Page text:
Professionalism in dental education: Perceptions and influences on development of learners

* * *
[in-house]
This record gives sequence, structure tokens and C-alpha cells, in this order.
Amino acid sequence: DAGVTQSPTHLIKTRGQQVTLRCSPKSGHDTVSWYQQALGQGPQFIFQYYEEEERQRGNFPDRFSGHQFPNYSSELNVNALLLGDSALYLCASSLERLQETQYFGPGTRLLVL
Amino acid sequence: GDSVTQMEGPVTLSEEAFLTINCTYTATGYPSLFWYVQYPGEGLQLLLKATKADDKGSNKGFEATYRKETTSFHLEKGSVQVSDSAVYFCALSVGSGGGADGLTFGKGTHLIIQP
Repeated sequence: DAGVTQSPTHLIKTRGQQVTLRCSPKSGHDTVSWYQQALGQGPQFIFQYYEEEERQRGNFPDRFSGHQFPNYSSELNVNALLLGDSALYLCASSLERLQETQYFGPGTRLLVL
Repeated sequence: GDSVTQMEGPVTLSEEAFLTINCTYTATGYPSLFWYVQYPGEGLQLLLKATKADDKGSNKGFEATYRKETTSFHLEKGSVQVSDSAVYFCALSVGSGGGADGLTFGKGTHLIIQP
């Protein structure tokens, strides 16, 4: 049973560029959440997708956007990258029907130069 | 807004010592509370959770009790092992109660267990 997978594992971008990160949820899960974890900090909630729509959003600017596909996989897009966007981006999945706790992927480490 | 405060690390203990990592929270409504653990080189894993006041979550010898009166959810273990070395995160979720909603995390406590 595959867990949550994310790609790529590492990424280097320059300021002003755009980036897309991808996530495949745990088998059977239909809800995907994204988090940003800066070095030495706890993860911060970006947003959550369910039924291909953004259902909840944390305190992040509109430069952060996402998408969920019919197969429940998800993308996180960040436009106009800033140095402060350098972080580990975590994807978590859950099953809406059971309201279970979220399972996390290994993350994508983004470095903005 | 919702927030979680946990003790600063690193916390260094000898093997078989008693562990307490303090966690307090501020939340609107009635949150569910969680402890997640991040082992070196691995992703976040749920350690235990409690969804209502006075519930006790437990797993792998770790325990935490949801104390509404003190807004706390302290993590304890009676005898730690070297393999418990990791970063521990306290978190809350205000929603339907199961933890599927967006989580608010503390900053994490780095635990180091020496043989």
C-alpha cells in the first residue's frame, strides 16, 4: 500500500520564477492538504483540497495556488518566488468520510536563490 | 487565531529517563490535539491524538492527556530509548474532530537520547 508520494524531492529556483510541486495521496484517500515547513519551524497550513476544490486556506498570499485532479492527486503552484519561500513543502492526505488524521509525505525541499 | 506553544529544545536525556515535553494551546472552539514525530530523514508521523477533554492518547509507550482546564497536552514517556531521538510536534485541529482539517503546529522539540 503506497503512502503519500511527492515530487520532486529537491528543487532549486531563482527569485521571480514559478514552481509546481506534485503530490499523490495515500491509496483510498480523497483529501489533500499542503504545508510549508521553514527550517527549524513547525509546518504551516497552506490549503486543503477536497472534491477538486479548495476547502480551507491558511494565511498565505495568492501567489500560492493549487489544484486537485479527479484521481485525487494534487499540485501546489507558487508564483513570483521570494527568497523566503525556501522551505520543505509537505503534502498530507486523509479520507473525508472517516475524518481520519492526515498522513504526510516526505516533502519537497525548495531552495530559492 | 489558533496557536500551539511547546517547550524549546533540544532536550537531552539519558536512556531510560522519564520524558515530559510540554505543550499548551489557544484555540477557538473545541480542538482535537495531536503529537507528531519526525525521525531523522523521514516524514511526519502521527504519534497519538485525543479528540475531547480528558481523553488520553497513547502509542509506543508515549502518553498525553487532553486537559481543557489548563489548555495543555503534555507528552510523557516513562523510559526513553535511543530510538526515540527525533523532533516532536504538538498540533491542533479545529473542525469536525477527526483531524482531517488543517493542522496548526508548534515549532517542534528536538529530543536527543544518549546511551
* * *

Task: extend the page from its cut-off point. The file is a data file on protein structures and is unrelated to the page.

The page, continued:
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The General Dental Council in its latest educational review placed professionalism at the heart of its education agenda and developed corresponding learning outcomes (GDC, 2015). This interpretivist qualitative study aimed to delineate perceptions about dental students’ development of professionalism and explore significant influences on this development by examining the perceptions of dental students, their patients and teachers. Purposive sampling of students, patients and teachers ensured representation of diverse perspectives through focus groups and individual semi-structured interviews. An initial inductive thematic analysis was compared with theoretical perspectives on learning and the Illeris (Illeris, 2004) model of learning was selected for further theoretically driven analysis. Students, patients and teachers identified relational skills as an essential part of professionalism. Differences lay in the emphasis placed by students on being a ‘well-rounded professional’, patients wanting to be treated as a ‘person as well as a patient’ and teachers focusing on ‘professional values’. As the students’ clinical responsibility increased, their perceptions evolved from abstract values to pragmatic reality which mirrors the trajectory of the professionalism literature over the past twenty years. Students were influenced by planned curriculum content and unplanned experiences. Patients motivated students with feedback and reassurance and acted as mentors. Their teachers served as positive and negative role models. Teachers’ expressed confusion and identified a gap between the actuality and ideal teaching of professionalism. Learning occurred as a result of simultaneous and multiple interactions within the individual, with the environment and with patients. This study validates the multidimensional intricacy of professionalism. Students identified constructive and adverse experiences which allowed them to develop empathy, take on responsibility for patient care and model themselves on their teachers. The emotional and social interactions involved in these experiences generated a creative ‘tension field’ of learning leading to the development of professionalism.
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